The conservative critique of antitrust law has been highly influential. It has facilitated a transformation of antitrust standards of conduct since the 1970s and led to increasingly more permissive standards of conduct. While these changes have taken many forms, all were influenced by the view that competition law was over-deterrent. Critics relied heavily on the assumption that the durability and costs of false positive errors far exceeded the costs of false negatives.
Many of the assumptions that guided this retrenchment of antitrust rules were mistaken and advances in law and economic analysis have rendered them anachronistic, particularly with respect to exclusionary conduct. Continued reliance on what are now exaggerated fears of “false positives,” and failure adequately to consider the harm from “false negatives,” has led courts to impose excessive burdens of proof on plaintiffs that belie both sound economic analysis and well-established procedural norms. The result is not better antitrust standards, but instead an unwarranted bias towards non-intervention that creates a tendency toward false negatives, particularly in modern markets characterized by economies of scale and network effects.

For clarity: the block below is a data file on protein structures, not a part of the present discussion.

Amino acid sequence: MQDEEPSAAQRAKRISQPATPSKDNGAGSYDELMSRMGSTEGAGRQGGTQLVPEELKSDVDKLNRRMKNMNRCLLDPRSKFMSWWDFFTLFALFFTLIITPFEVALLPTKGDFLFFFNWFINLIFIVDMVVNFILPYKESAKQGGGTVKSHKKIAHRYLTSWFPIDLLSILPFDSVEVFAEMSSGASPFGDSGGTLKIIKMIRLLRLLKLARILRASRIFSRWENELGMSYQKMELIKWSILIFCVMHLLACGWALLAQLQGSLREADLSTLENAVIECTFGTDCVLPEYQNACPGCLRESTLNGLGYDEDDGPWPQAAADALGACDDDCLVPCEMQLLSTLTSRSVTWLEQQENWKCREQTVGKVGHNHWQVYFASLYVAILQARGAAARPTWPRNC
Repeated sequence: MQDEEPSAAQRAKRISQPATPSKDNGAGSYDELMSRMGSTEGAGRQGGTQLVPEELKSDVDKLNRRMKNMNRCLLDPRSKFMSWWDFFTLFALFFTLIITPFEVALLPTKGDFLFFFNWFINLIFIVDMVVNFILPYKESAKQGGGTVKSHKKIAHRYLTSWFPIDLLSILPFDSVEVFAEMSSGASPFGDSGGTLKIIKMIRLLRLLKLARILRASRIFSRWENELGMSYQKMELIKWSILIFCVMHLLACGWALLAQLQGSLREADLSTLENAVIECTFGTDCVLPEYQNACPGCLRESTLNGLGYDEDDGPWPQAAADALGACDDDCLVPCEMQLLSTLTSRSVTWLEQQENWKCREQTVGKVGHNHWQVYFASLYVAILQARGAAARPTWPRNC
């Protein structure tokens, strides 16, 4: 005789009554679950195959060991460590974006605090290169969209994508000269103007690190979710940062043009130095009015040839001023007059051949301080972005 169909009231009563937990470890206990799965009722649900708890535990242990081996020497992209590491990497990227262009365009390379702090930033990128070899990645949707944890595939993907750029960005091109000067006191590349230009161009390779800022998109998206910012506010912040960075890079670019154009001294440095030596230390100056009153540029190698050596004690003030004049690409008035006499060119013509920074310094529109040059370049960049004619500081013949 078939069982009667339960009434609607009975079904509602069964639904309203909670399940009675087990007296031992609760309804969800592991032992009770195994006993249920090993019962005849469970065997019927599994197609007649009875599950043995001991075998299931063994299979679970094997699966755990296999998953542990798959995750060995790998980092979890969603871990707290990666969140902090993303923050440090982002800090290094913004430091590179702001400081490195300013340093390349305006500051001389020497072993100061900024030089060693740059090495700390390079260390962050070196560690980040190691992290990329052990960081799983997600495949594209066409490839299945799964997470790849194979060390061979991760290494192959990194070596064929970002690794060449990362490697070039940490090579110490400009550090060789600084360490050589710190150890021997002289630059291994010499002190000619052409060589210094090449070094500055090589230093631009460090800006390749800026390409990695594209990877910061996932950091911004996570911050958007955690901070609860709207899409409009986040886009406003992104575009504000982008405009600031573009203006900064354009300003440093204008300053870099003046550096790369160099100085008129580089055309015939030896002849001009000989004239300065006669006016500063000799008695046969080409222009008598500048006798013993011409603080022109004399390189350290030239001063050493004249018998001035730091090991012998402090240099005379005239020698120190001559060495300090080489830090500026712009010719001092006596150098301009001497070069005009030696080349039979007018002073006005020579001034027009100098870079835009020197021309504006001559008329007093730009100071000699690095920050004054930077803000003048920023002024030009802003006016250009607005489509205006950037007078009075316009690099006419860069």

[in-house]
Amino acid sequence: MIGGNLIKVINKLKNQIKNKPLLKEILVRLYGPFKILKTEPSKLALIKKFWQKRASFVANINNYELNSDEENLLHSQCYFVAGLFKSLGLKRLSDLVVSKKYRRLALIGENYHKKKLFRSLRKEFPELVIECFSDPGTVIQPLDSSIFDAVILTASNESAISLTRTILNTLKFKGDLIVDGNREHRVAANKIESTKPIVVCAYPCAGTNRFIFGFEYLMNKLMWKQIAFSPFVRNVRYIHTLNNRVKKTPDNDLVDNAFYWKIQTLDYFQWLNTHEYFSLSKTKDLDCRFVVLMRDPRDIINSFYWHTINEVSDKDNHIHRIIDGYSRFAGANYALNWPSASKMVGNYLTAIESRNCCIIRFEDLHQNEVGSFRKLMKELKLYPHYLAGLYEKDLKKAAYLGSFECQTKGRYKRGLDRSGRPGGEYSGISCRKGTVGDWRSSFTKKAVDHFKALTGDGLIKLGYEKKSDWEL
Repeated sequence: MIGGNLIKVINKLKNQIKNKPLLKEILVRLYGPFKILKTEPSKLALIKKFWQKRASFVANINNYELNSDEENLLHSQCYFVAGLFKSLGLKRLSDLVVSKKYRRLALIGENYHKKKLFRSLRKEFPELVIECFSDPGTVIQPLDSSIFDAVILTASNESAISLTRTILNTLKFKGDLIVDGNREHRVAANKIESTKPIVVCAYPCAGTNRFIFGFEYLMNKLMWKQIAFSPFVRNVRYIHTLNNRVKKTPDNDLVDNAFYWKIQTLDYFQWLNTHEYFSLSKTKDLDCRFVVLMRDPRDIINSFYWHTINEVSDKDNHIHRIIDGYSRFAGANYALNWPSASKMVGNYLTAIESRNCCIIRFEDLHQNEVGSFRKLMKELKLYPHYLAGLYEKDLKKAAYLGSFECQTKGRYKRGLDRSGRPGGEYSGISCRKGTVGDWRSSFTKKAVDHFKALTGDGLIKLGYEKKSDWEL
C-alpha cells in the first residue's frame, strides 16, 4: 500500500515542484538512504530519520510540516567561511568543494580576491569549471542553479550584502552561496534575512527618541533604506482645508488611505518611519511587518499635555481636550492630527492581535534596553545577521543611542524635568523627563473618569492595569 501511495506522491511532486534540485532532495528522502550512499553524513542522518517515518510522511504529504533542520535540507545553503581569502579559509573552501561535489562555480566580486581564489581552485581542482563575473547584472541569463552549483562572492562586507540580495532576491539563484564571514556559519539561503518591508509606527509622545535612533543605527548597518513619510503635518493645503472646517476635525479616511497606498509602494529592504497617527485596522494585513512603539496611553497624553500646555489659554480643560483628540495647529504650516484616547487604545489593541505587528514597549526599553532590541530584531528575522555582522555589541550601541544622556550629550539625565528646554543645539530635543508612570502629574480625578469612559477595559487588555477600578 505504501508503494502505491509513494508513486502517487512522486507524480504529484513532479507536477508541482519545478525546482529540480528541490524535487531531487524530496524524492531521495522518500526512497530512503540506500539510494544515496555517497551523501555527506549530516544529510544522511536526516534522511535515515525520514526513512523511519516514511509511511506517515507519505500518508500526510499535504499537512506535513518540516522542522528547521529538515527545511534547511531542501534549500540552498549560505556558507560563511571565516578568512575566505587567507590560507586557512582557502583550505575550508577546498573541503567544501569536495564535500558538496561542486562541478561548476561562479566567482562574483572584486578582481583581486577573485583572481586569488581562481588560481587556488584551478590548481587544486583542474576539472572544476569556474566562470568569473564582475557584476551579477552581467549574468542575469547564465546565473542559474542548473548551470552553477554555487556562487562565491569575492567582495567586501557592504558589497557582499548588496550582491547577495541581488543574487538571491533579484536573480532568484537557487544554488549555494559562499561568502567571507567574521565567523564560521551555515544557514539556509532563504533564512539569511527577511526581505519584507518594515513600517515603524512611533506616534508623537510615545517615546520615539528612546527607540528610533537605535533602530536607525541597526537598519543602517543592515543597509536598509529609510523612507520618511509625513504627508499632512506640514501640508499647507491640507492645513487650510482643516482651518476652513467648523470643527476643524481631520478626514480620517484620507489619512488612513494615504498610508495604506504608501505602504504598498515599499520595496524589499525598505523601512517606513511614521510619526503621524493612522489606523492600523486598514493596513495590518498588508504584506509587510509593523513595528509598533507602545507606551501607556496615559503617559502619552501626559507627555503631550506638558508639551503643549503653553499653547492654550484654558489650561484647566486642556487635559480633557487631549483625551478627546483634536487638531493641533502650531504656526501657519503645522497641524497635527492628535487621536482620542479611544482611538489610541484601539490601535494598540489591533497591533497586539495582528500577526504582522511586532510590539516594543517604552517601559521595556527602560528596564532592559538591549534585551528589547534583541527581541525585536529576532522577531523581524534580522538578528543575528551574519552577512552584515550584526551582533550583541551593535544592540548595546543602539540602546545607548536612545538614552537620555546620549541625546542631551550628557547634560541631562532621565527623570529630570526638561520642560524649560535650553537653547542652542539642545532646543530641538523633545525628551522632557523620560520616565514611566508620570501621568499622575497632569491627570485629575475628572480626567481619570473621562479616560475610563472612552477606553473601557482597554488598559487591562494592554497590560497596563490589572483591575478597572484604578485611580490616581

In this article, we explain how these erroneous assumptions about markets, institutions, and conduct have distorted the antitrust decision-making process and produced an excessive risk of false negatives in exclusionary conduct cases involving firms attempting to achieve, maintain, or enhance dominance or substantial market power. To redress this imbalance, we integrate modern economic analysis and decision theory with the foundational conventions of antitrust law, which has long relied on probability, presumptions, and reasonable inferences to provide effective means for evaluating competitive effects and resolving antitrust claims.